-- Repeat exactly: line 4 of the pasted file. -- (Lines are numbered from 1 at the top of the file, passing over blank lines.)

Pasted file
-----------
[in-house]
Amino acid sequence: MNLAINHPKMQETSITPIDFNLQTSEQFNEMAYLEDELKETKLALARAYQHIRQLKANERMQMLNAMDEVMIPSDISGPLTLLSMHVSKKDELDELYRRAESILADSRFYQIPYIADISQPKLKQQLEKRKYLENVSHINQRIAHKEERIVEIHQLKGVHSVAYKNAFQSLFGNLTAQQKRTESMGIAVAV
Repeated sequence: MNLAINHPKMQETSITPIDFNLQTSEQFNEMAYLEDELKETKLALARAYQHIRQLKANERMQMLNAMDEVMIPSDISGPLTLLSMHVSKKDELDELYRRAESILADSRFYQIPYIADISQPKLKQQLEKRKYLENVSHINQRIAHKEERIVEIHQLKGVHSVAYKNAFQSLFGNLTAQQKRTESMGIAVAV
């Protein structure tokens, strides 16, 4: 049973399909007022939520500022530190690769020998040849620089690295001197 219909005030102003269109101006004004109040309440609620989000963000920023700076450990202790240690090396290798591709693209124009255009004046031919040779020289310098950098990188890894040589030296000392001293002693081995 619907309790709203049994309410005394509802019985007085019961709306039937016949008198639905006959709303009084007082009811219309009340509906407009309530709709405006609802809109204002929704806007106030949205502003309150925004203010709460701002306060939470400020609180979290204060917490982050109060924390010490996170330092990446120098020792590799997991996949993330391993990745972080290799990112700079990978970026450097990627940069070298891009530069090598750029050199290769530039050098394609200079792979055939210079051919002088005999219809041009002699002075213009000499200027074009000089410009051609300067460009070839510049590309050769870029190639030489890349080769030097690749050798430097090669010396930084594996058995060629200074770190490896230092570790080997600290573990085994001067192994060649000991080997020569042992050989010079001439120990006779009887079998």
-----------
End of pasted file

């Protein structure tokens, strides 16, 4: 049973399909007022939520500022530190690769020998040849620089690295001197 219909005030102003269109101006004004109040309440609620989000963000920023700076450990202790240690090396290798591709693209124009255009004046031919040779020289310098950098990188890894040589030296000392001293002693081995 619907309790709203049994309410005394509802019985007085019961709306039937016949008198639905006959709303009084007082009811219309009340509906407009309530709709405006609802809109204002929704806007106030949205502003309150925004203010709460701002306060939470400020609180979290204060917490982050109060924390010490996170330092990446120098020792590799997991996949993330391993990745972080290799990112700079990978970026450097990627940069070298891009530069090598750029050199290769530039050098394609200079792979055939210079051919002088005999219809041009002699002075213009000499200027074009000089410009051609300067460009070839510049590309050769870029190639030489890349080769030097690749050798430097090669010396930084594996058995060629200074770190490896230092570790080997600290573990085994001067192994060649000991080997020569042992050989010079001439120990006779009887079998």